Trinity College Cambridge student union passes motion to divest from war on Gaza

The motion calls on the institution’s administration to divest from all companies ‘complicit’ in the war on Gaza

Imran Mulla

A banner calling for divestment at the student encampment for Gaza on Cambridge's iconic King's Parade
A banner calling for divestment at the student encampment for Gaza at Cambridge’s iconic King’s Parade, in Cambridge, England (Imran Mulla/MEE)

The student union at Trinity College Cambridge in England, the University of Cambridge’s wealthiest constituent college, has passed a motion calling on Trinity to divest from all companies “complicit and profiting” from Israel’s war on Gaza, Middle East Eye has learnt. 

On Saturday 11 May, the Trinity College Student Union (TCSU) unanimously passed a motion which called on the college “to divest from all companies complicit in and profiting off the war in Gaza that has created an unprecedented humanitarian crisis”.

MEE revealed on Sunday, that according to the student union, Trinity’s college council, which administers the college, voted to divest from all arms companies. But the college decided not to announce it publicly after an activist defaced a portrait inside Trinity of Lord Arthur Balfour.

The motion from the student union goes further than the council’s vote as it demands divestment from all companies involved in the war on Gaza, not just arms manufacturers.

The student union’s president said in the meeting on Saturday, according to its official minutes, that “the college does not want to be seen to reward the slashing (last term) of the painting of Arthur Balfour”, and noted that the student union had been told the college will have divested from all arms companies “by the summer”.

The student union also called for a meeting with Trinity’s bursar “to examine and disclose College investments, ensuring their alignment with ethical guidelines”.

The motion also condemned all forms of racism and called for the protection of free speech in academia “in discussing the actions of the Israeli government in a constructive, respectable and peaceful way”.

It advocated for the college to support students at Cambridge who have been affected by the war and establish funds and scholarships in aid of Palestinian students and academics in Gaza.

MEE has contacted the Trinity College Student Union but did not receive comment by the time of publication.

Calls for a wider review

MEE revealed in February that Trinity had £61,735 ($78,089) invested in Israel’s largest arms company, Elbit Systems, which produces 85 percent of the drones and land-based equipment used by the Israeli army.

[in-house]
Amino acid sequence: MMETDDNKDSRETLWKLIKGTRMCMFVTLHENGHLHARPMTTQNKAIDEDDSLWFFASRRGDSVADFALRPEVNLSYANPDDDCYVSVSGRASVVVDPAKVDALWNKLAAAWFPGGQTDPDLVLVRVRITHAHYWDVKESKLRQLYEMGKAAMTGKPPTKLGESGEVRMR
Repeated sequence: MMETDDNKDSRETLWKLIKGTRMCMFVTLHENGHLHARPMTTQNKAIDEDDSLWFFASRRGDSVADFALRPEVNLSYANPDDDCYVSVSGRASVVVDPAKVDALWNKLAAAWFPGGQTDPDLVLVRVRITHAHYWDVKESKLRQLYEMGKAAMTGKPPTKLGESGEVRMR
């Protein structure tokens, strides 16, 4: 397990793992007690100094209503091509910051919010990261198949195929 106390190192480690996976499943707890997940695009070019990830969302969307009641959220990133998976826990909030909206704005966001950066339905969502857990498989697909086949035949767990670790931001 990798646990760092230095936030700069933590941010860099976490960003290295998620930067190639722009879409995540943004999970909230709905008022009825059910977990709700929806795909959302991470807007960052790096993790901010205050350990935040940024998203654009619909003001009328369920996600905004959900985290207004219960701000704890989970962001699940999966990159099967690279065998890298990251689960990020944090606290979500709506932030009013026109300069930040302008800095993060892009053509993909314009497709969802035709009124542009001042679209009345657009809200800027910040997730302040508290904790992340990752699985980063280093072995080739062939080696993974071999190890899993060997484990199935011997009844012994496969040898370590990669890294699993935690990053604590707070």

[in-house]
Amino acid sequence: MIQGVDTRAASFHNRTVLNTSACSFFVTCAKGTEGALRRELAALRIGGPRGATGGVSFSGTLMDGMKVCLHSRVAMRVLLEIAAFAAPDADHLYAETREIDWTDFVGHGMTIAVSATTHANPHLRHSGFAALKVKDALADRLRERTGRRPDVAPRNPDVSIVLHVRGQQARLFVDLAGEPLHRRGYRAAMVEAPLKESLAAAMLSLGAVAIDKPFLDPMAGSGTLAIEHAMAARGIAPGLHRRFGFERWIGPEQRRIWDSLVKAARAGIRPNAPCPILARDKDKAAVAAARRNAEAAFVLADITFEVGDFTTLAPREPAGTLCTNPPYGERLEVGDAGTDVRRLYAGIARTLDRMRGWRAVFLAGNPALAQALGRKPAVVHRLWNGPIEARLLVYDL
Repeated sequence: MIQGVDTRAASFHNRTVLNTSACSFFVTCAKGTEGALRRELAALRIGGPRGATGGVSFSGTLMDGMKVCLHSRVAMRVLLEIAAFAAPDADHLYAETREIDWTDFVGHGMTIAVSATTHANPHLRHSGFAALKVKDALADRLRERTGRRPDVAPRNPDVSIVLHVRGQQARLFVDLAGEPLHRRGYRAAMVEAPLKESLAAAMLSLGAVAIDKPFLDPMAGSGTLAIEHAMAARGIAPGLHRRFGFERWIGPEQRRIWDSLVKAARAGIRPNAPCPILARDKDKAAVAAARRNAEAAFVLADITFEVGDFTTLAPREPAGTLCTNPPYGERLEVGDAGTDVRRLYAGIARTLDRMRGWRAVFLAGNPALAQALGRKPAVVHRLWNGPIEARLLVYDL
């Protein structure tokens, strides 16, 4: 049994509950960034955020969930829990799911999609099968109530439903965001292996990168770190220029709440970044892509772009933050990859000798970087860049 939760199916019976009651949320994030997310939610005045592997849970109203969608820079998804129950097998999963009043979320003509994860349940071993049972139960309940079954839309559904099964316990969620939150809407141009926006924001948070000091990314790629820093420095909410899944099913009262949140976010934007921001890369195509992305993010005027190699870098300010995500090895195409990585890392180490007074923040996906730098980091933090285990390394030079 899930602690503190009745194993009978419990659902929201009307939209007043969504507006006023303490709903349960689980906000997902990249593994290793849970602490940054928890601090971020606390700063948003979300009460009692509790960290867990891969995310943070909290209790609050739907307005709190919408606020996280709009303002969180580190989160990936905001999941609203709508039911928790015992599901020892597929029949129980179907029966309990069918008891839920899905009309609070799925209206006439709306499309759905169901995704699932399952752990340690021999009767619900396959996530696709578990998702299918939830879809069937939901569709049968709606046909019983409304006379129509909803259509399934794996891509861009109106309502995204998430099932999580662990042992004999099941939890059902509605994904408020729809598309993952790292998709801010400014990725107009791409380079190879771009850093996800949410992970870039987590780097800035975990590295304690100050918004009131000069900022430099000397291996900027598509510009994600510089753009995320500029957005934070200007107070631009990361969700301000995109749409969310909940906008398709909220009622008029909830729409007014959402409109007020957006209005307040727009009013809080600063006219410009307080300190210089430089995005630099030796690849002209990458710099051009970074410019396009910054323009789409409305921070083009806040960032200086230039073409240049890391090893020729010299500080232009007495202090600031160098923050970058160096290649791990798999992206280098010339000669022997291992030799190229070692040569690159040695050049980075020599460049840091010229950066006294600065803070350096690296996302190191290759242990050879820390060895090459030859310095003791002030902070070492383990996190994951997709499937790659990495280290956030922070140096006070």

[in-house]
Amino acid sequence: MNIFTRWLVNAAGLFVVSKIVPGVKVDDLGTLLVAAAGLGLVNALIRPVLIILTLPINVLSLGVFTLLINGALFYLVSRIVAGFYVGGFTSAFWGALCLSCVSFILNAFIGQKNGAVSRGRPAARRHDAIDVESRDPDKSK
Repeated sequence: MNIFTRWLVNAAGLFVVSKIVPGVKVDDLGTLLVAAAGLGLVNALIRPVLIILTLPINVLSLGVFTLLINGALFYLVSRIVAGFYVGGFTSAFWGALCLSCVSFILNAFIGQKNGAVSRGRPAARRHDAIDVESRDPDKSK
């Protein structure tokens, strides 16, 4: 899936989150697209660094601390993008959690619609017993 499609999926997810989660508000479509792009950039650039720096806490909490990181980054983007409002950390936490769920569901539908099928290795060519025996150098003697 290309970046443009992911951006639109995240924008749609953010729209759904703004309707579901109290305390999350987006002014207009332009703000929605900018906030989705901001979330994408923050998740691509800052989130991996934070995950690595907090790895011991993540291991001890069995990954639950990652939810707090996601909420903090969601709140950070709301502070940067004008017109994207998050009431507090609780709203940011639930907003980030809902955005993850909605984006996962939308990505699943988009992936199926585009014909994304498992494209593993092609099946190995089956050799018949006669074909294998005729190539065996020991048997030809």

MEE also reported that the college had millions of dollars invested in other companies arming, supporting and profiting from Israel’s war on Gaza. Trinity has not committed to divesting from all these companies.

One of the students who proposed the motion last Saturday told MEE that the union now has “the mandate and backing from the student body” to advocate for Trinity to do much more to support students affected by the war. 

Cambridge’s wealthiest college votes to divest from arms companies

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The motion, unanimously passed, means that Trinity’s students “stand in clear solidarity with the Palestinian people”, the student, who preferred to remain anonymous, said.

They told MEE they “were happy to hear that the college had told the TCSU of their decision to divest from all arms companies” but called on Trinity and the wider university to “divest from all companies complicit in the ongoing genocide in Gaza” and urged the college to make students aware of its investment decisions.

In response to a request for comment, Trinity College Cambridge did not confirm or deny that the college council voted to divest from arms companies but told MEE on Monday that “Trinity College continues to review its investments regularly.”

On 7 May, the International Centre of Justice for Palestinians (ICJP), a UK-based rights group, submitted a formal complaint to the Charity Commission requesting an investigation into Trinity’s investments. This followed the ICJP issuing two successive legal notices to the college but receiving no response.

A protest movement led by Cambridge students, meanwhile, is growing. Around one hundred students gathered on the lawn of the city’s iconic King’s Parade last Monday, where they erected tents and demanded the institution commit to divesting from companies involved in Israel’s war. The protest continues to gather momentum. 

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